In the fourth approach a person’s scholarly work was related to their life outside academia, creating a natural link to broader engagement. These cases were distinguished by the variety of means by which philosophers integrated their scholarly work and their non-academic lives to the benefit of both: one established a non-profit; another worked for a political party; a third produced a biography which became a film. In this work they moved between the academy and larger world, a distinguishing characteristic of Frodeman and Briggle’s field philosopher.
The fifth approach involves thinking about an area of everyday life and naturally leads to engagement with specialists in the field, a central characteristic of field philosophy. For example, work on the philosophy of information led to consulting for Capgemini, Google and the European Commission. The philosophy of wine involved consulting for large drinks firms, public lectures at wine industry conferences, contributions to popular books on wine, press coverage, an experiment at a high-end restaurant, and contributions to a film and app produced by a drinks firm. Philosophy of art lead to workshops at museums and galleries and a reality TV series. Philosophy of X by definition engages with real world problems and takes philosophers out of the university and into the wider world – consulting for industry, training prison staff, teaching in art galleries, curating exhibitions. This institutional engagement provided a kind of multiplier effect, extending the reach of philosophers across a broader slice of the public than could be reached by public lectures alone.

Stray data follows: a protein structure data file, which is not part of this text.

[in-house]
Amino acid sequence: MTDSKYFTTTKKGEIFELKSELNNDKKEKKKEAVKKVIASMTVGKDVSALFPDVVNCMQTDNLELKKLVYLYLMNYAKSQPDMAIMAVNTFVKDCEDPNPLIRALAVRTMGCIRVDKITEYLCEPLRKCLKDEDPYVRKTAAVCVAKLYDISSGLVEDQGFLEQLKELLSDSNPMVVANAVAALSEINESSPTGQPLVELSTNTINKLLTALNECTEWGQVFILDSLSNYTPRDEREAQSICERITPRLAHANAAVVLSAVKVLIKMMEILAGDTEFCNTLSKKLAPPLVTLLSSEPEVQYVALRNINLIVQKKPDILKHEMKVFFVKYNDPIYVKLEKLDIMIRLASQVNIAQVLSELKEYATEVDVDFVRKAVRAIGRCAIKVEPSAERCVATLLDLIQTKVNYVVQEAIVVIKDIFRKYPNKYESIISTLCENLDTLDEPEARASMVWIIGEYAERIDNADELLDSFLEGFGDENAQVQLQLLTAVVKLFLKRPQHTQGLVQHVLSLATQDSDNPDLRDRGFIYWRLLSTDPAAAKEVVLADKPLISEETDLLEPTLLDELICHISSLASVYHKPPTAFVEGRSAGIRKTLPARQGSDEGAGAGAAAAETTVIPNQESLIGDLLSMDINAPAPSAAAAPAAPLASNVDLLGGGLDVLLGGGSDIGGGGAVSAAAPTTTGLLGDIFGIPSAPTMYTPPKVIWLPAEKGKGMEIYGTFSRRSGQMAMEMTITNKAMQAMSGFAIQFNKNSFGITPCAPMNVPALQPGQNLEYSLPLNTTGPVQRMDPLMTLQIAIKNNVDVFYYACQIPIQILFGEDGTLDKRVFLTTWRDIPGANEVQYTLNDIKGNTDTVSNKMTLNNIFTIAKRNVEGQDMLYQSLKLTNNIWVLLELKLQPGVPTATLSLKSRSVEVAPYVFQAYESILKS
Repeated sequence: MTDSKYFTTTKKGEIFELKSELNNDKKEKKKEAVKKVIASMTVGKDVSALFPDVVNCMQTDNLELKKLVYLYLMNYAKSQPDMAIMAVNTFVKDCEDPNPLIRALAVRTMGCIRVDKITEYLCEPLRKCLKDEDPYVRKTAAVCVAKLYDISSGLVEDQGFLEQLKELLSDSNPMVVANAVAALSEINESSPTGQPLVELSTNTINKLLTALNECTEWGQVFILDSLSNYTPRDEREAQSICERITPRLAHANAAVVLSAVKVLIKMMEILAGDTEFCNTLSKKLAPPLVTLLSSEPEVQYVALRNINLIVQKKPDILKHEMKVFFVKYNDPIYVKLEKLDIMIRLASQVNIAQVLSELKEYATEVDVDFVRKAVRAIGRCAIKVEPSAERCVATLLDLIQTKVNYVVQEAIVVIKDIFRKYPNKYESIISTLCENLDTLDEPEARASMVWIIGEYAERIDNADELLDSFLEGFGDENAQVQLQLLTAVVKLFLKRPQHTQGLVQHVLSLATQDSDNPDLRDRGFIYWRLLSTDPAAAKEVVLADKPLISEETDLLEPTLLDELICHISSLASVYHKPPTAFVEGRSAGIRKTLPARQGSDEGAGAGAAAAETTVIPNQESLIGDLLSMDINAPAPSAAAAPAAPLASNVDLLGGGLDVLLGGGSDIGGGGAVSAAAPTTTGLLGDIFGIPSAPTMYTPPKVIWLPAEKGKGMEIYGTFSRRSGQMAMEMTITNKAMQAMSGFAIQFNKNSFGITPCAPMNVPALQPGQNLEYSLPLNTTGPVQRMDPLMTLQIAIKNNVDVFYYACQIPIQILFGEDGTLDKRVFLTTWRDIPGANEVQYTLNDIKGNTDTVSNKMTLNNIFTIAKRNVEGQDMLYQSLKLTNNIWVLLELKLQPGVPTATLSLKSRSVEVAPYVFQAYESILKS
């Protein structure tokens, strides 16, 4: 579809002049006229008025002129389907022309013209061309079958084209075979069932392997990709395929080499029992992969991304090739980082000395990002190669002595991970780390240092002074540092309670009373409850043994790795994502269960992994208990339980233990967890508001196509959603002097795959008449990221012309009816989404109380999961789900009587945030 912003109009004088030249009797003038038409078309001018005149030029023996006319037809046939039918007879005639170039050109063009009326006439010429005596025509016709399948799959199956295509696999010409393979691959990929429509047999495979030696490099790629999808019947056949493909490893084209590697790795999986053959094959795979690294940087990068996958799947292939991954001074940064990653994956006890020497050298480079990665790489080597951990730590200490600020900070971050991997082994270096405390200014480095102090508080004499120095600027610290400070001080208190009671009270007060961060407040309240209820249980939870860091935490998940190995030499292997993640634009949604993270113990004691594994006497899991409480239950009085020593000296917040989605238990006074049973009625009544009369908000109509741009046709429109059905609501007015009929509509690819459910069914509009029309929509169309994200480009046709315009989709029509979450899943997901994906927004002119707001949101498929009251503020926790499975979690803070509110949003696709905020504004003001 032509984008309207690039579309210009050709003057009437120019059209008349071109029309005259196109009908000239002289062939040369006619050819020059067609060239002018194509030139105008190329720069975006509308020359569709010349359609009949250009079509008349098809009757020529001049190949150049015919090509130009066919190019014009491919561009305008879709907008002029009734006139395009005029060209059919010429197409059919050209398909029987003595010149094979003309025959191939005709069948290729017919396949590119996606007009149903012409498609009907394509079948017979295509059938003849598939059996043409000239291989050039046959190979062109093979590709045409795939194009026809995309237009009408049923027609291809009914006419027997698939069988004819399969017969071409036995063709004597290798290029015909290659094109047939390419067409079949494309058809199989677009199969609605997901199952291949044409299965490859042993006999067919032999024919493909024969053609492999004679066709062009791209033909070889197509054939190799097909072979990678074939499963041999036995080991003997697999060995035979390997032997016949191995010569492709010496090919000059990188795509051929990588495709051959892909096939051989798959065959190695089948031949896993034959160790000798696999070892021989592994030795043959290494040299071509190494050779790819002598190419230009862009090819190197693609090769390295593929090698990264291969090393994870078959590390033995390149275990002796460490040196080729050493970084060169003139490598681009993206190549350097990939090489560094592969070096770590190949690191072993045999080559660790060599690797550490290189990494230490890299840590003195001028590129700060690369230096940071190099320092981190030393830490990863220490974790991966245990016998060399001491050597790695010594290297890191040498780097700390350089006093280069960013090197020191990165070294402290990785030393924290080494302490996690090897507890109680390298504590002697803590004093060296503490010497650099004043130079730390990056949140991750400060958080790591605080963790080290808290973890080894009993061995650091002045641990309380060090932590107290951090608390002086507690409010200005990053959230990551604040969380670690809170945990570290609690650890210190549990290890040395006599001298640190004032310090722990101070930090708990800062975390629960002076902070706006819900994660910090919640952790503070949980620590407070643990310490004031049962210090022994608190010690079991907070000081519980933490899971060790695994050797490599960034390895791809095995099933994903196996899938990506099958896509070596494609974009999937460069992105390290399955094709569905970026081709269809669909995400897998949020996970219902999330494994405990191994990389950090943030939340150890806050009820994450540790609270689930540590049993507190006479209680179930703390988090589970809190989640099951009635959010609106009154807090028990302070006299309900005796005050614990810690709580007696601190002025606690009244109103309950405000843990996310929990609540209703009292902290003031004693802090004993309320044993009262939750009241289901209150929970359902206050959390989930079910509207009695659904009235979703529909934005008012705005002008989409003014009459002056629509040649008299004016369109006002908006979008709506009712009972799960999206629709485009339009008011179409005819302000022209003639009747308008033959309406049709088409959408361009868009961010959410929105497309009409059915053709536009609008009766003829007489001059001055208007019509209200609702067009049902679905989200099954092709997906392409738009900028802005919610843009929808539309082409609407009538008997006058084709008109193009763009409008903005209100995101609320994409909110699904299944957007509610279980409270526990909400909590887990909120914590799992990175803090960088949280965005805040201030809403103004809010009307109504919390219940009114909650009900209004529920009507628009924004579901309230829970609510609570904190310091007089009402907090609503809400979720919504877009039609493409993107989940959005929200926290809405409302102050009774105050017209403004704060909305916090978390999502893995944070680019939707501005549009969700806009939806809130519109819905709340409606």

The philosophy cases submitted to the UK REF impact evaluation exercise in 2014 suggested five broad approaches to engaging society that align in different ways with field philosophy.
Dimensions of Field Philosophy
|Strategies||Examine real world problems||Listen to stakeholders||Audience outside university||Flexible method||Work in & out of university|
|Philosophy of 'x'||✓||?||✓||✓||✓|
Of course, these categories are not entirely mutually exclusive. Nevertheless, in proposing these categories, we hope to have begun to produce what Watermeyer has called a cartography of impact to help academics recognize, reconcile and mobilize their professional and public role. The pluralism exhibited here bodes well for the expansion of philosophy’s influence, as there are many routes available for everyday philosophers, not just the biggest names, to engage and influence society. Indeed, there are no doubt other ways for philosophy to influence society yet to be revealed, as our work cannot claim to have uncovered them all.
This post draws on the authors’ co-authored article A Cartography of Philosophy’s Engagement with Society, published in Minerva.